Skip to Main Content
Book Chapter

The history of research on meteorites from Mars

By
Monica M. Grady
Monica M. Grady
Department of Mineralogy, The Natural History Museum, Cromwell Road, London SW7 5BD, UKPresent address: The Open University, Walton Hall Milton Keynes MK7 6AA, UK (e-mail: m.m.grady@open.ac.uk)
Search for other works by this author on:
Published:
January 01, 2006

Abstract

It has been almost 25 years since the widespread acceptance of the presence of meteorites from Mars in the world’s collections. The martian meteorites differ from meteorites from the asteroid belt in that they have crystallization ages younger than 4.568 billion years; evidence for a martian origin rests on the presence of trapped martian atmospheric gases within the specimens. The first three martian meteorites, Shergotty, Nakhla and Chassigny, gave their names to the groups into which the specimens were all placed: the SNCs. Since then this group has grown to over 30 members, and is divided into seven subgroups. The acronym ‘SNC’ is no longer appropriate, and the meteorites are simply referred to as ‘martian’. The meteorites are all igneous, most are shocked and many show evidence of martian aqueous activity. Study of martian meteorites is a valuable complement to spacecraft observations of Mars, and helps in the understanding of primary magmatic and secondary alteration processes occurring on Mars.

You do not currently have access to this article.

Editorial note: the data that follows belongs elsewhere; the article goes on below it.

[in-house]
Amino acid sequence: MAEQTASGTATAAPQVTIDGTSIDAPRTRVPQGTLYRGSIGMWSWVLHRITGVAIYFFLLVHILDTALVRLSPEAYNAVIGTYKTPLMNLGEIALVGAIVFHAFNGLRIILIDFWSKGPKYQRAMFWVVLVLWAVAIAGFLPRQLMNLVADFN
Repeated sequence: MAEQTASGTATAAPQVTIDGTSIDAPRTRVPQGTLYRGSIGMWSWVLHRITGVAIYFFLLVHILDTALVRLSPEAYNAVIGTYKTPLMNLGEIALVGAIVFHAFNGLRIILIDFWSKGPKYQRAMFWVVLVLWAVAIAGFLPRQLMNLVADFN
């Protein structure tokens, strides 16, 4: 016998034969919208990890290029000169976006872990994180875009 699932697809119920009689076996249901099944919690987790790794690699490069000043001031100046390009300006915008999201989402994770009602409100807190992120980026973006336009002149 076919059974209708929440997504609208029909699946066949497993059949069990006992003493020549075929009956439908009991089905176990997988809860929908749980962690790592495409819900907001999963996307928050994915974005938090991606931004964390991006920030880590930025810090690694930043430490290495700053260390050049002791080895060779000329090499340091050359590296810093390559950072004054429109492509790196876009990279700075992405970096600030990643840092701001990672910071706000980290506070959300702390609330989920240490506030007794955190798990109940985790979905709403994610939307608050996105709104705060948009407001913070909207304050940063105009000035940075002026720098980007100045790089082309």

Don't already have an account? Register

Figures & Tables

Contents

Geological Society, London, Special Publications

The History of Meteoritics and Key Meteorite Collections: Fireballs, Falls and Finds

G.J.H. McCall
G.J.H. McCall
National Museums Liverpool, UK
Search for other works by this author on:
A.J. Bowden
A.J. Bowden
National Museums Liverpool, UK
Search for other works by this author on:
R.J. Howarth
R.J. Howarth
University College London, UK
Search for other works by this author on:
Geological Society of London
Volume
256
ISBN electronic:
9781862395046
Publication date:
January 01, 2006

GeoRef

References

Related

A comprehensive resource of eBooks for researchers in the Earth Sciences

This Feature Is Available To Subscribers Only

Sign In or Create an Account

This PDF is available to Subscribers Only

View Article Abstract & Purchase Options

For full access to this pdf, sign in to an existing account, or purchase an annual subscription.

Subscribe Now